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Japan's Hayabusa2 probe makes 'perfect' touchdown on asteroid

Japan's Hayabusa2 probe made a "perfect" touchdown Thursday on a distant asteroid, collecting samples from beneath the surface in an unprecedented mission that could shed light on the origins of the solar system.

Hayabusa

Hayabusa (はやぶさ?, literally "Peregrine Falcon") was an unmanned spacecraft developed by the Japan Aerospace Exploration Agency (JAXA) to return a sample of material from a small near-Earth asteroid named 25143 Itokawa to Earth for further analysis.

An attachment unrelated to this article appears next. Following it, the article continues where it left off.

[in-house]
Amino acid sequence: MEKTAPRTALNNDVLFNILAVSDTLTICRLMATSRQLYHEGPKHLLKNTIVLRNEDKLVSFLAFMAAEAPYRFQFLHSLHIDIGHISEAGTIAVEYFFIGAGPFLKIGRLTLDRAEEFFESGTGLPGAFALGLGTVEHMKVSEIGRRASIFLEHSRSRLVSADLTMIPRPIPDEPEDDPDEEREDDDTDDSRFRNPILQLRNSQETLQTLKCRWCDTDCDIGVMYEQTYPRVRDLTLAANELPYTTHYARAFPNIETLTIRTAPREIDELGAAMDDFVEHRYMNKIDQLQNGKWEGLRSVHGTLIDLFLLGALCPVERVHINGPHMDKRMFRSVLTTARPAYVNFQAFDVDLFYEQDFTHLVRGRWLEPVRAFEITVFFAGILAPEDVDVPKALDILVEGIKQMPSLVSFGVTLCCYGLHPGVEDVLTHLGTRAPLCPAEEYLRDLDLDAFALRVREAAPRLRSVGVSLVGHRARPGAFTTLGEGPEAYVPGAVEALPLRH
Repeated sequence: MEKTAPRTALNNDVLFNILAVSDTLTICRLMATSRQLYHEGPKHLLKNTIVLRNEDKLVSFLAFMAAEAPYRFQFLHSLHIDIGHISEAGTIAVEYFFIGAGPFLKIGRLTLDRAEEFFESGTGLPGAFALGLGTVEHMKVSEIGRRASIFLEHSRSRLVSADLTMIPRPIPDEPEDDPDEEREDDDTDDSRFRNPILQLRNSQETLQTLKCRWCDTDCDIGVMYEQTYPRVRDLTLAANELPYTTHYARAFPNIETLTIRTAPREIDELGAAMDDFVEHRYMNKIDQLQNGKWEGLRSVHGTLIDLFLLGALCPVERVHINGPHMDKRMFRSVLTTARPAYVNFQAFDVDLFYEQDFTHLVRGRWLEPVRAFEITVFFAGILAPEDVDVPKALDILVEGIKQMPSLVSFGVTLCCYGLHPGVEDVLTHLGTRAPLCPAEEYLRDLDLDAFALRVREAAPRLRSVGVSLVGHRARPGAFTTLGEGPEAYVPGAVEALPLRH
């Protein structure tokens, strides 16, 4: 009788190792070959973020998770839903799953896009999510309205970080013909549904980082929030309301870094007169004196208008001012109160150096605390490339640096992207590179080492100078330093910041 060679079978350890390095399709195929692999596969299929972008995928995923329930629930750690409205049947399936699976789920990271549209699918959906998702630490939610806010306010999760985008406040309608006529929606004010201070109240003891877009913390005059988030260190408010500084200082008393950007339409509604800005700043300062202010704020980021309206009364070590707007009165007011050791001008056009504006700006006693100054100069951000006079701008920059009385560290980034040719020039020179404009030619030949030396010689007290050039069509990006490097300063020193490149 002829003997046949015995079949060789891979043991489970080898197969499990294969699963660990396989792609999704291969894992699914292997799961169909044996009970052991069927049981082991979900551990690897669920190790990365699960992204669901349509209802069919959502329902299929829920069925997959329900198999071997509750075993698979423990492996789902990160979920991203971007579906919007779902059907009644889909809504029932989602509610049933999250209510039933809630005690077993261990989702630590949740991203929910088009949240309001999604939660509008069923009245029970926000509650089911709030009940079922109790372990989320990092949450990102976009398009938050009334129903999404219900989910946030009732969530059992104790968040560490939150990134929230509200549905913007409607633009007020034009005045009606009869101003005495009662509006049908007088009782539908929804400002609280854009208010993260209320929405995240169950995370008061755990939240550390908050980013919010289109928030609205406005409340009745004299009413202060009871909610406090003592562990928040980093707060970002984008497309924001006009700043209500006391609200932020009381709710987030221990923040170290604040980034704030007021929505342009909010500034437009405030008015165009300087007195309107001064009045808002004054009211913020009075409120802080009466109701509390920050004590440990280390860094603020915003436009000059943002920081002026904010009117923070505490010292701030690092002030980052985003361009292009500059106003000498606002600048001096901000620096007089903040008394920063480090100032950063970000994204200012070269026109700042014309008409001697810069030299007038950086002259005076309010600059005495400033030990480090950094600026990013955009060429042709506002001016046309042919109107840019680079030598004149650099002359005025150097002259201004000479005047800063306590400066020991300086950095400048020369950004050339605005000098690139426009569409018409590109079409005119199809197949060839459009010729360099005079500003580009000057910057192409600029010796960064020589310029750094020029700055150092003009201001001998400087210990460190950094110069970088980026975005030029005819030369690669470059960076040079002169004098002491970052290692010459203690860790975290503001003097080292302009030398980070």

Hayabusa, formerly known as MUSES-C for Mu Space Engineering Spacecraft C, was launched on 9 May 2003 and rendezvoused with Itokawa in mid-September 2005. After arriving at Itokawa, Hayabusa studied the asteroid's shape, spin, topography, colour, composition, density, and history. In November 2005, it landed on the asteroid and collected samples in the form of tiny grains of asteroidal material, which were returned to Earth aboard the spacecraft on 13 June 2010.

The spacecraft also carried a detachable minilander, MINERVA, but this failed to reach the surface.

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